We cannot help wishing that Herodotus had asked the interpreter to read on a little further, and preserved some other information for us more important than this onion and garlic story. Some people think it so trivial that they cannot believe that any such inscription ever was on the Pyramid ; they think that the interpreter was a cunning fellow, who was making a joke of Herodotus, and reading nonsense to him, to prevent his knowing anything of the sacred writings of the tombs. Sir G. Wilkinson, however, who, without an interpreter, has read many inscriptions on tombs and monuments, and who knows what they are like, thinks it extremely probable that the sentence translated to Herodotus really did form part of an account of the building of the Pyramid written on its walls.

Les diverses pièces de la Grande Pyramide
The Pyramids were built in steps, Herodotus tells us further, and the architects had wooden machines by which they raised the stones from one elevation to another ; the upper part of the Pyramid was finished first, then the middle, and then the lower part. He also speaks of underground chambers and vaults, constructed by Cheops for his own use, before the Pyramid was begun ; he says, too, that they were surrounded by a canal filled with water from the Nile ; no trace of this canal has been found, but Colonel Howard Vyse, who explored the Pyramid more carefully than any one else ever did, discovered a large chamber excavated in the rock, and a kind of grotto, which can only be reached by a very steep and difficult descent.
The grotto and chamber are now again filled up with stones and rubbish ; the steep passage leading to them is called the well, and is sometimes descended by adventurous travellers. These are evidently the underground vaults of which Herodotus speaks ; he has omitted to tell us for what use Cheops designed them, and there was nothing found in the chambers which explains this to us.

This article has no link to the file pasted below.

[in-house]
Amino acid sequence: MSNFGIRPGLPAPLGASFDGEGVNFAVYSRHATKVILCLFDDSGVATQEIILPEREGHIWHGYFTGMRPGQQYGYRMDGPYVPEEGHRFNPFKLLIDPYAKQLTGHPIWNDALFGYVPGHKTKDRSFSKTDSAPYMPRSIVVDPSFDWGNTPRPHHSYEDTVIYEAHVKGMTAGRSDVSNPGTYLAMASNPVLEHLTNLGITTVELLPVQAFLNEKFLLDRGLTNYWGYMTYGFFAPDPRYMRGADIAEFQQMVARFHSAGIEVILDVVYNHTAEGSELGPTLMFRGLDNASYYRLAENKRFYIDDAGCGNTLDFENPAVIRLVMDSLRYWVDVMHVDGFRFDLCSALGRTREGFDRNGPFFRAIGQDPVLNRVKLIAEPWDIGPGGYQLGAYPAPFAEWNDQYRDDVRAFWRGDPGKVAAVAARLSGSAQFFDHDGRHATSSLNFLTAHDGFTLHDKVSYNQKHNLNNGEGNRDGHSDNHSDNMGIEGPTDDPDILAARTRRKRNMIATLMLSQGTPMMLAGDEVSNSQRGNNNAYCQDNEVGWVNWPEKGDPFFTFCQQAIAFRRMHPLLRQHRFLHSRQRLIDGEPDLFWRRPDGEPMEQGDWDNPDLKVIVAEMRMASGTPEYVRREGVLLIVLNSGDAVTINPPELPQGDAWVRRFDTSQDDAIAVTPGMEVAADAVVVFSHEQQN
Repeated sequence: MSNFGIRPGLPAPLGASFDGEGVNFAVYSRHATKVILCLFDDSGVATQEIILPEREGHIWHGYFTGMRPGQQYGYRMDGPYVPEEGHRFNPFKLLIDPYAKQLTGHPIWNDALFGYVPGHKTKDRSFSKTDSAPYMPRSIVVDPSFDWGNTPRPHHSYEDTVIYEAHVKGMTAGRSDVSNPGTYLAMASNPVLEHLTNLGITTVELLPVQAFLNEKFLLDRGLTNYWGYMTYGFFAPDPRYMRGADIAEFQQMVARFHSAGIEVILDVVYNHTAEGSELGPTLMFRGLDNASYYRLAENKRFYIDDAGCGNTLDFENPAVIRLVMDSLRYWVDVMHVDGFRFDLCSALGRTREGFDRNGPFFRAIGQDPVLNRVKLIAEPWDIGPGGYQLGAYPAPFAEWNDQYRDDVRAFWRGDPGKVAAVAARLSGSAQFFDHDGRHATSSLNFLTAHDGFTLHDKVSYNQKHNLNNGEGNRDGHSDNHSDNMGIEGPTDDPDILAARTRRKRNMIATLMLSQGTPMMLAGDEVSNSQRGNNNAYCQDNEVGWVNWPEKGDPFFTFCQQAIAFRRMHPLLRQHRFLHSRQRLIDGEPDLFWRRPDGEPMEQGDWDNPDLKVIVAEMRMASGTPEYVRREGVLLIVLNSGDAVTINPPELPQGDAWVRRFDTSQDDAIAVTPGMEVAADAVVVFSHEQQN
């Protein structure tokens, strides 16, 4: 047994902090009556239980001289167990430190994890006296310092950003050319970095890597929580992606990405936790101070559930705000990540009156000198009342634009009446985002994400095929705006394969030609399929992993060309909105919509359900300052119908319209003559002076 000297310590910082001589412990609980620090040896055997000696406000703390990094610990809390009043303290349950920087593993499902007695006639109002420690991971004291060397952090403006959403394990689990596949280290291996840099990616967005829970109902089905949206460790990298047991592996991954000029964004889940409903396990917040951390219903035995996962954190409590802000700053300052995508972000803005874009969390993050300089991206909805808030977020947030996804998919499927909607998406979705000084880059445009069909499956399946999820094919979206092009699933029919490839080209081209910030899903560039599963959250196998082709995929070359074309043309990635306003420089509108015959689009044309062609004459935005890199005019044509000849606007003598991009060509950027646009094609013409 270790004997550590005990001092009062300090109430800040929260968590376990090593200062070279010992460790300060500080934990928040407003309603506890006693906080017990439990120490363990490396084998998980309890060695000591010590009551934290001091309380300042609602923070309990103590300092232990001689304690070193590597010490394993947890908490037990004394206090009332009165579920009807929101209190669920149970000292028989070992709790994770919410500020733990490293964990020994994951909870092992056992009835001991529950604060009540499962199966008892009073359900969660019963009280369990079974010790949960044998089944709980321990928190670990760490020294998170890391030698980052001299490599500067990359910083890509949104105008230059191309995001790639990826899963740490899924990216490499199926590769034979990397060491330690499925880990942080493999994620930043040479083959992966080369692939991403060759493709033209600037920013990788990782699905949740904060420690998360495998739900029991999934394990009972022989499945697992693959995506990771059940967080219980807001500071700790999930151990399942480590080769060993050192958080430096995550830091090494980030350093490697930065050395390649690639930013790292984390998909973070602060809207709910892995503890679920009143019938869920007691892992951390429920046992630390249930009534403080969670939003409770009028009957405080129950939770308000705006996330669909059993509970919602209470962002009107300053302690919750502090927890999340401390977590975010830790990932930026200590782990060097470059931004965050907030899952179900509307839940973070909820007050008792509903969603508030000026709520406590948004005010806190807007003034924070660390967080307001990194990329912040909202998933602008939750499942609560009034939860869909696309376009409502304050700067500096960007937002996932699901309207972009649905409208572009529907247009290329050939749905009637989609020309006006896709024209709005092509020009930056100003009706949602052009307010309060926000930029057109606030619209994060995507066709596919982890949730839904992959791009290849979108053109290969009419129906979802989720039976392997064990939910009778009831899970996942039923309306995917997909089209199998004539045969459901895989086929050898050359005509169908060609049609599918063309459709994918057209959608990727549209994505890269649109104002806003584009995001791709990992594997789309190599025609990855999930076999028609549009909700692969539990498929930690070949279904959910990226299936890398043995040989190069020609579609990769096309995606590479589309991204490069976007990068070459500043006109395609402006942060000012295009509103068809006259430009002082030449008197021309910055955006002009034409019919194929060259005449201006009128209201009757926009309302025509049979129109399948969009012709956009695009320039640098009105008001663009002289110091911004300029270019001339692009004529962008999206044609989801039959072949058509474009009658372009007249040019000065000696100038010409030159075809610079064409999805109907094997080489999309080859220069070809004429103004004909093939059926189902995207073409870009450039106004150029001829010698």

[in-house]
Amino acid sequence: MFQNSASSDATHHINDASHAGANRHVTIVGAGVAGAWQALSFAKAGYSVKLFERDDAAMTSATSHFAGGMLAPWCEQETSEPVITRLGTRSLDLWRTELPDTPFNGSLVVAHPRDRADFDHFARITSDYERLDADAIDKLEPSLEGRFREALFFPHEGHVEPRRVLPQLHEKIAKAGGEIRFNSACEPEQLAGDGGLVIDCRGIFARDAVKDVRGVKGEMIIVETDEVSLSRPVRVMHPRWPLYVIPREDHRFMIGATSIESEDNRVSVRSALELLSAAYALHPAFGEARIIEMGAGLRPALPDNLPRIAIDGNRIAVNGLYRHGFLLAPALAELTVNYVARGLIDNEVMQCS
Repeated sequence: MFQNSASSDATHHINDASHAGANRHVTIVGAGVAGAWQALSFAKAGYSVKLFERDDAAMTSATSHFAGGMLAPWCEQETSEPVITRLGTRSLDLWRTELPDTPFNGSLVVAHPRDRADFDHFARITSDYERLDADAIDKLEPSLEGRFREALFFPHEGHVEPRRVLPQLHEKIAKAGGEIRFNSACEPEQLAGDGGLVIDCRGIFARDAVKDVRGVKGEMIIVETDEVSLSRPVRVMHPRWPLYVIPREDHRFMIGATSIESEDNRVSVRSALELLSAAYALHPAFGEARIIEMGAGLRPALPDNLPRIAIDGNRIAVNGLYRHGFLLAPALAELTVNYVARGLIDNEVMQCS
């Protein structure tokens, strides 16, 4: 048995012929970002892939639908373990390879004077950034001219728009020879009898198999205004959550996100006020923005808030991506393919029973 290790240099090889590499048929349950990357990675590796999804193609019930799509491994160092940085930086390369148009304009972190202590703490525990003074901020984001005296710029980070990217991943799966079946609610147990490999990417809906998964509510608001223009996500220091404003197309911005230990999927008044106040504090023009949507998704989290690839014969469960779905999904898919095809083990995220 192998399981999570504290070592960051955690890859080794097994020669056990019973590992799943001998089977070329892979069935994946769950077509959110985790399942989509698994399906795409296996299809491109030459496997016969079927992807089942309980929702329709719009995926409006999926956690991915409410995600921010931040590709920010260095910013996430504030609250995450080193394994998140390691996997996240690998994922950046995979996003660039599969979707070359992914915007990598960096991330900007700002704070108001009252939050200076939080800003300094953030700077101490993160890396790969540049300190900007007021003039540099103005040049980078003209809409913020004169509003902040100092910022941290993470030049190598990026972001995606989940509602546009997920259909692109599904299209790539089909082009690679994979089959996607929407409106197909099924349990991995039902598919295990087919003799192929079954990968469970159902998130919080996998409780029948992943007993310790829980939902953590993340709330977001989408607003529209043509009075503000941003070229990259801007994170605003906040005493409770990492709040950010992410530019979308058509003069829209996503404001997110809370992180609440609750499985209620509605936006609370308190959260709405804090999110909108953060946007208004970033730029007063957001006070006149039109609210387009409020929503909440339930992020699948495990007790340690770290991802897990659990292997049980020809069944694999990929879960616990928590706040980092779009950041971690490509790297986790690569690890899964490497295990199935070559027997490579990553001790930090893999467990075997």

Immediately above the excavated chamber, but separated from it by 200 feet of rock and solid stone-work, lies another room of precisely the same size, which has always been called by travellers the Queen's Chamber ; above that again, and situated precisely in the middle of the Pyramid, is the principal chamber, called the King's. Both these chambers are very difficult of access ; to reach them a long, low, very dark passage, which first descends and then ascends, has to be traversed. In one place it is entirely blocked up by an immense granite portcullis, round which explorers have been obliged to cut a narrow path. It terminates in a wide and high gallery, at the entrance to which two other paths open ; a narrow dark path leading to the Queen's Chamber, and the steep descent called the well, which once, as you know, communicated with the underground vaults.
The grand gallery is 6 feet 10 inches wide, and has stone benches along each side ; in these stone benches are oblong holes placed at short distances from each other, whose use no one has been able to guess. At the end of the great gallery lies the chief sepulchral chamber, it is 34 feet long and 17 wide, and is lined with very fine red granite ; within it, in the very centre of the room, is a sarcophagus, made of such a very perfect kind of granite, that when it is struck with any hard substance, it emits a clear ringing sound, like the sound of a bell. It is now empty, and the lid has been removed. There are no hieroglyphics either on the sarcophagus or on the sides of the room.